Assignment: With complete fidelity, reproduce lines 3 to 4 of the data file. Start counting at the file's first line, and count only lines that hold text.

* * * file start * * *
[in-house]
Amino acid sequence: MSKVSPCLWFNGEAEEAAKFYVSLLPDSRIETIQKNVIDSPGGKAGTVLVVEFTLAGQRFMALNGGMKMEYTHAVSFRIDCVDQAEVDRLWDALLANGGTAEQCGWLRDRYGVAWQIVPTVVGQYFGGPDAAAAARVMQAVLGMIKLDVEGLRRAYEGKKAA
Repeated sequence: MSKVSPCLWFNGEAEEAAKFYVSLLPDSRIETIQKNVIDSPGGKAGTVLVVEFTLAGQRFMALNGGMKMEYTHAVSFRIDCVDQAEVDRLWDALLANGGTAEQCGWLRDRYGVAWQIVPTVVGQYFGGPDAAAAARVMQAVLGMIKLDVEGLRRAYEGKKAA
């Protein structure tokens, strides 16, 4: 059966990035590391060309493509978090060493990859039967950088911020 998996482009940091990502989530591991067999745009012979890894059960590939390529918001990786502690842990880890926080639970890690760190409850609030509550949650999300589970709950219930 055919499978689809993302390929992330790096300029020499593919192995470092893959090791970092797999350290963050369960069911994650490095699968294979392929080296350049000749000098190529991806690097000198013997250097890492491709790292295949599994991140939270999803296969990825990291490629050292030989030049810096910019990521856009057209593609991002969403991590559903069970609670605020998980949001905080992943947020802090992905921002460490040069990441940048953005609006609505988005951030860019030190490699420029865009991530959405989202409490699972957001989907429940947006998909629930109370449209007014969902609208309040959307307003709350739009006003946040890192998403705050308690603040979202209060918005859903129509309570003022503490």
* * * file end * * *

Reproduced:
Repeated sequence: MSKVSPCLWFNGEAEEAAKFYVSLLPDSRIETIQKNVIDSPGGKAGTVLVVEFTLAGQRFMALNGGMKMEYTHAVSFRIDCVDQAEVDRLWDALLANGGTAEQCGWLRDRYGVAWQIVPTVVGQYFGGPDAAAAARVMQAVLGMIKLDVEGLRRAYEGKKAA
């Protein structure tokens, strides 16, 4: 059966990035590391060309493509978090060493990859039967950088911020 998996482009940091990502989530591991067999745009012979890894059960590939390529918001990786502690842990880890926080639970890690760190409850609030509550949650999300589970709950219930 055919499978689809993302390929992330790096300029020499593919192995470092893959090791970092797999350290963050369960069911994650490095699968294979392929080296350049000749000098190529991806690097000198013997250097890492491709790292295949599994991140939270999803296969990825990291490629050292030989030049810096910019990521856009057209593609991002969403991590559903069970609670605020998980949001905080992943947020802090992905921002460490040069990441940048953005609006609505988005951030860019030190490699420029865009991530959405989202409490699972957001989907429940947006998909629930109370449209007014969902609208309040959307307003709350739009006003946040890192998403705050308690603040979202209060918005859903129509309570003022503490």